Sociotherapy

Sociotherapy

Definition

Sociotherapy is the methodical management of the living environment of a group of clients, directed towards reaching the treatment targets of this group – and conceived as a means of achieving the treatment targets of the individual client – within a functional unit, usually in a clinical treatment setting. It is the supportive approach to therapy based on modifying a person’s environment to help with interpersonal adjustment. It means working with the family members and readjusting to community life.

Sociotherapy is actually used to help people adjust to being back in a community after a long hospitalisation for mental illness. Clinical sociotherapy usually targets groups of children, youths or elderly, employed in various settings such as treatment facilities or lifecare communities like nursing homes and are directly involved in case management and care planning.

Sociotherapy is provided by a team of workers who, working together in a system of changing eight-hour shifts, guide the clients to give form to their daily life. The daily and continually open method of exchanging information is the principal concern of the sociotherapist. The daily life, the daily interactions with each other, provides the sociotherapist with information about the potential and limitations of the clients and the sociotherapist adjusts his interventions according to this information.

Definition of sociotherapy as a social science and profession is also based on regional dicta. For example, the public health insurance system of Germany offered a uniquely German definition in order to subsidize treatment by sociotherapeutic professionals. It said that sociotherapy “designates non-medical, social, and work-related components of the care process”.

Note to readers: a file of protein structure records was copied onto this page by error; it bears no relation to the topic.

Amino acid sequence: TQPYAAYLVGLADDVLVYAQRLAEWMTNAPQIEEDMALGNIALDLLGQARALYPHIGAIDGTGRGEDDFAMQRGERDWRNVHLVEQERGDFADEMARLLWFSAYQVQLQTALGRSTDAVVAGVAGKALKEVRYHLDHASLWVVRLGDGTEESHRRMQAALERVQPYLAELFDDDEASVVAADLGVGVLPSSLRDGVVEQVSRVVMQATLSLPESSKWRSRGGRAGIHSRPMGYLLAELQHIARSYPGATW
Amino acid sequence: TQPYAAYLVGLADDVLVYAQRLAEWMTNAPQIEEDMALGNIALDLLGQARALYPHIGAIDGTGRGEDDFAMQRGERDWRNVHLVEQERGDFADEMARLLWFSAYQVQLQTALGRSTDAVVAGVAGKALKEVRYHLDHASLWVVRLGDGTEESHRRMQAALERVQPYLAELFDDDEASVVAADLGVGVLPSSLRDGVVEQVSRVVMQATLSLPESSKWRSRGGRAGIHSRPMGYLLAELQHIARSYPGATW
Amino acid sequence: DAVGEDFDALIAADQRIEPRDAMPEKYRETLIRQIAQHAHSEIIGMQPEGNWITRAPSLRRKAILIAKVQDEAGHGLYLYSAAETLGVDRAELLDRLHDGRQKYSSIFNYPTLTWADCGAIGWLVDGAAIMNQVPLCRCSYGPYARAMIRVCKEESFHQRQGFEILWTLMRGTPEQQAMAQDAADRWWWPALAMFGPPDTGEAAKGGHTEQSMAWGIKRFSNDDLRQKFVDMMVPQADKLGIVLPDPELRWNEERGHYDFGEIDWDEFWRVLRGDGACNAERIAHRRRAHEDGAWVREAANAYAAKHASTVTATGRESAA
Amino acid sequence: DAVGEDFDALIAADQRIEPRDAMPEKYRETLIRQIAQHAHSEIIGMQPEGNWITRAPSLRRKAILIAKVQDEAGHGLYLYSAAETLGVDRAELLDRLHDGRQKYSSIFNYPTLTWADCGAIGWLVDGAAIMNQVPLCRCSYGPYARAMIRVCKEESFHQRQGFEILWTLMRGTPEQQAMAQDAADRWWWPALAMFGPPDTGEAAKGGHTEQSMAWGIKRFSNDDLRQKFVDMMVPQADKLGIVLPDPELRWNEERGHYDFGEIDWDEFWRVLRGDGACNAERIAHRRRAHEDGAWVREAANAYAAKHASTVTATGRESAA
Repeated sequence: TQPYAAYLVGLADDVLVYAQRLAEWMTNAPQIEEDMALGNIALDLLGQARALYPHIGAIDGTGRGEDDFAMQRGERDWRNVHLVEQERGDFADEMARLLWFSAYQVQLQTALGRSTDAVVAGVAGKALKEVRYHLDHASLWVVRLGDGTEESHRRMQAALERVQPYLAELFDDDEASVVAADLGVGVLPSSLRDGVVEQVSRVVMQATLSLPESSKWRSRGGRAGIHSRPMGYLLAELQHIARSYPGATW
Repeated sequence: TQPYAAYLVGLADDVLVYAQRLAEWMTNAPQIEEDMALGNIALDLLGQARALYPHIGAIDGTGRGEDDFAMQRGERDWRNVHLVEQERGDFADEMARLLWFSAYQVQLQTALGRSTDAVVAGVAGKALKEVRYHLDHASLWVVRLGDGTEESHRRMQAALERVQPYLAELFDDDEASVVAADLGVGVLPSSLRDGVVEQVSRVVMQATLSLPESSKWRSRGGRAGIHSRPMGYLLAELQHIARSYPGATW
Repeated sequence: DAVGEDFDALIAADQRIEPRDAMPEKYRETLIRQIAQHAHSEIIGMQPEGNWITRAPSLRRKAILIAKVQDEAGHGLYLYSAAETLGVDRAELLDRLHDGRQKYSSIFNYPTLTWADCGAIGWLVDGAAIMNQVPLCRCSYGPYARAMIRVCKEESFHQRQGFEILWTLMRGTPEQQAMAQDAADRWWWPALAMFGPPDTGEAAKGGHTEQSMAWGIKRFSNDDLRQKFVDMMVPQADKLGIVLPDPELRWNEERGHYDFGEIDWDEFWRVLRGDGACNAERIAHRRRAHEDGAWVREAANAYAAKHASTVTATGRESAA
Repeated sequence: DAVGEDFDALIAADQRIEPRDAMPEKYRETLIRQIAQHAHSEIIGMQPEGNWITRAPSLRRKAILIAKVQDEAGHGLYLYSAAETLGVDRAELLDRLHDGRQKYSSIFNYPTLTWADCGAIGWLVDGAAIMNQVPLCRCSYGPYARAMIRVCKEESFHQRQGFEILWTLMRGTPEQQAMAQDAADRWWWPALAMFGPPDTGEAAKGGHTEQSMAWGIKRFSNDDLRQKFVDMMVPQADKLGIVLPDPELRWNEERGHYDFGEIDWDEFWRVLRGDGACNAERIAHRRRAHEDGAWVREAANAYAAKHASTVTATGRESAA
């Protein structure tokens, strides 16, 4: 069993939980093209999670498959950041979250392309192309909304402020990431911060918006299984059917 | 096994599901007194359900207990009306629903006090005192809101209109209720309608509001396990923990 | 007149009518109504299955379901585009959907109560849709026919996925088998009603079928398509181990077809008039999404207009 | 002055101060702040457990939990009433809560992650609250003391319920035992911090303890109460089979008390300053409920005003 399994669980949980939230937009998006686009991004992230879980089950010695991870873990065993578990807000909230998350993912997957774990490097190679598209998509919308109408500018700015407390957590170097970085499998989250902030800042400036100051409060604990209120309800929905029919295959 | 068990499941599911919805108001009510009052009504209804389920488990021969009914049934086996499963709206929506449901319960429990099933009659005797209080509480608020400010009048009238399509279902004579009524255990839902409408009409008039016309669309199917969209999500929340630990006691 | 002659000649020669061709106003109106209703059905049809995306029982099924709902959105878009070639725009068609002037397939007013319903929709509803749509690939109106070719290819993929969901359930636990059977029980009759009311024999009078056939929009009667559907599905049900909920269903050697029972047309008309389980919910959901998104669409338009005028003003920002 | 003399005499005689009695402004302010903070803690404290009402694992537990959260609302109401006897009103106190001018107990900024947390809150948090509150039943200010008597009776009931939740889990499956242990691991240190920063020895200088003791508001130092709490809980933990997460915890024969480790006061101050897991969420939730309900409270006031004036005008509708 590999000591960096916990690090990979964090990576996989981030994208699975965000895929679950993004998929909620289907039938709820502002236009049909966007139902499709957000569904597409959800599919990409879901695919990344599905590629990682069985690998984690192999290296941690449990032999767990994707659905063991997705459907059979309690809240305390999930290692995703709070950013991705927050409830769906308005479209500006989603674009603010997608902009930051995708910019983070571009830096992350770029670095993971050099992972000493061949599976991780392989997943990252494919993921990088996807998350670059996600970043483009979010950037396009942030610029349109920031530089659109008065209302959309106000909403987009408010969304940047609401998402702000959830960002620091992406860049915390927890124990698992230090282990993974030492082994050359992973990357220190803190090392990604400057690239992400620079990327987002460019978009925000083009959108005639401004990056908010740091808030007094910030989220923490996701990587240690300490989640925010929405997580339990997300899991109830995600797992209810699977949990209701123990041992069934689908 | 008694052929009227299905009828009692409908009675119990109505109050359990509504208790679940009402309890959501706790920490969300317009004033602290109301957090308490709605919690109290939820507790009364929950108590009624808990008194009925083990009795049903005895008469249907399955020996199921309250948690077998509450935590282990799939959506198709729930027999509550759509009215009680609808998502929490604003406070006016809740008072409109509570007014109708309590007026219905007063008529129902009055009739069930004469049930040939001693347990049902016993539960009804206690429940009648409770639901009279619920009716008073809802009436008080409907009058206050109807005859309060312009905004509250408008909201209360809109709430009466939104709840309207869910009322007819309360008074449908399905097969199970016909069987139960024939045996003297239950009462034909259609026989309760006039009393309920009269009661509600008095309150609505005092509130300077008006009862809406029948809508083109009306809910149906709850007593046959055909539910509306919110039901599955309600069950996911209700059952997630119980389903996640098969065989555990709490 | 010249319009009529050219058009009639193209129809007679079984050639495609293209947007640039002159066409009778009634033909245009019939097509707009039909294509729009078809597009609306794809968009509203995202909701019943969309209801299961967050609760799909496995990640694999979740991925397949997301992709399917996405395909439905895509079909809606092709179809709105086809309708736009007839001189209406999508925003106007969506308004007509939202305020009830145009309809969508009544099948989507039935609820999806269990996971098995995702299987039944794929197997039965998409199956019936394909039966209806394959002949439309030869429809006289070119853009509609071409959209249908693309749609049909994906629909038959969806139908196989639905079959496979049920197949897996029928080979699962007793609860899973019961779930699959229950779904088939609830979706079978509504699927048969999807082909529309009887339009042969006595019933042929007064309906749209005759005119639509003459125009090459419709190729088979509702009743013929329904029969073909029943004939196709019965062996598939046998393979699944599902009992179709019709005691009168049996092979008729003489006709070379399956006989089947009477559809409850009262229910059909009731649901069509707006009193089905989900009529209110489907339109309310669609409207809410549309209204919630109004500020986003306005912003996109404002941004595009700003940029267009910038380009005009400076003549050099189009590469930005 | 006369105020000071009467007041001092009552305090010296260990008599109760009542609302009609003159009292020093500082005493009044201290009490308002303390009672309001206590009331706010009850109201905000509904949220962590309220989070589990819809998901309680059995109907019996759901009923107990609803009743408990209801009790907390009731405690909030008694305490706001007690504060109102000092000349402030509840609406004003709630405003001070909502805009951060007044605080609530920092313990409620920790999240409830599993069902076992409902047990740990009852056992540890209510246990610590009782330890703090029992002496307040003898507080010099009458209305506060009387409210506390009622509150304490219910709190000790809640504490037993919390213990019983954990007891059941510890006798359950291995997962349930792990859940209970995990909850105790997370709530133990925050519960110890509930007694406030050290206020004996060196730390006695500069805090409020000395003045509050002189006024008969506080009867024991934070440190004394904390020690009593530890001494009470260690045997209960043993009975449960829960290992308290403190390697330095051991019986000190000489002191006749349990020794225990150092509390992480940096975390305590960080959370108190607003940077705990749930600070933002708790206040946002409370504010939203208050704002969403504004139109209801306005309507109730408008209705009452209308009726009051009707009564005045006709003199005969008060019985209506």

Methods of Sociotherapy

Sociotherapy operates through a holistic vision of mankind. That is to say that the human being is seen as a somatic, psychic, social and spiritual unity, which is unique because of his own history of growth. The human being is seen as an autonomously functioning creature, and, simultaneously, as a socially dependent creature. The foundation of any sociotherapeutic relationship includes the practice of dialogical relationship, the phenomenological method, field-theoretical strategies, experimental freedom, countertransference (CT) management.

The clinical living environment must fulfill the conditions through which the client is stimulated to teach to and learn from others what is necessary for his own development. The clinical environment contributes towards the learning of skills that are not only of use in the clinical system but for the future as well. The sociotherapeutic treatment plan is always arrived at in consultation with the client and is a component of the overall treatment plan.

 

Referencepantarhei.orgpsychologydictionary.org, wikipedia.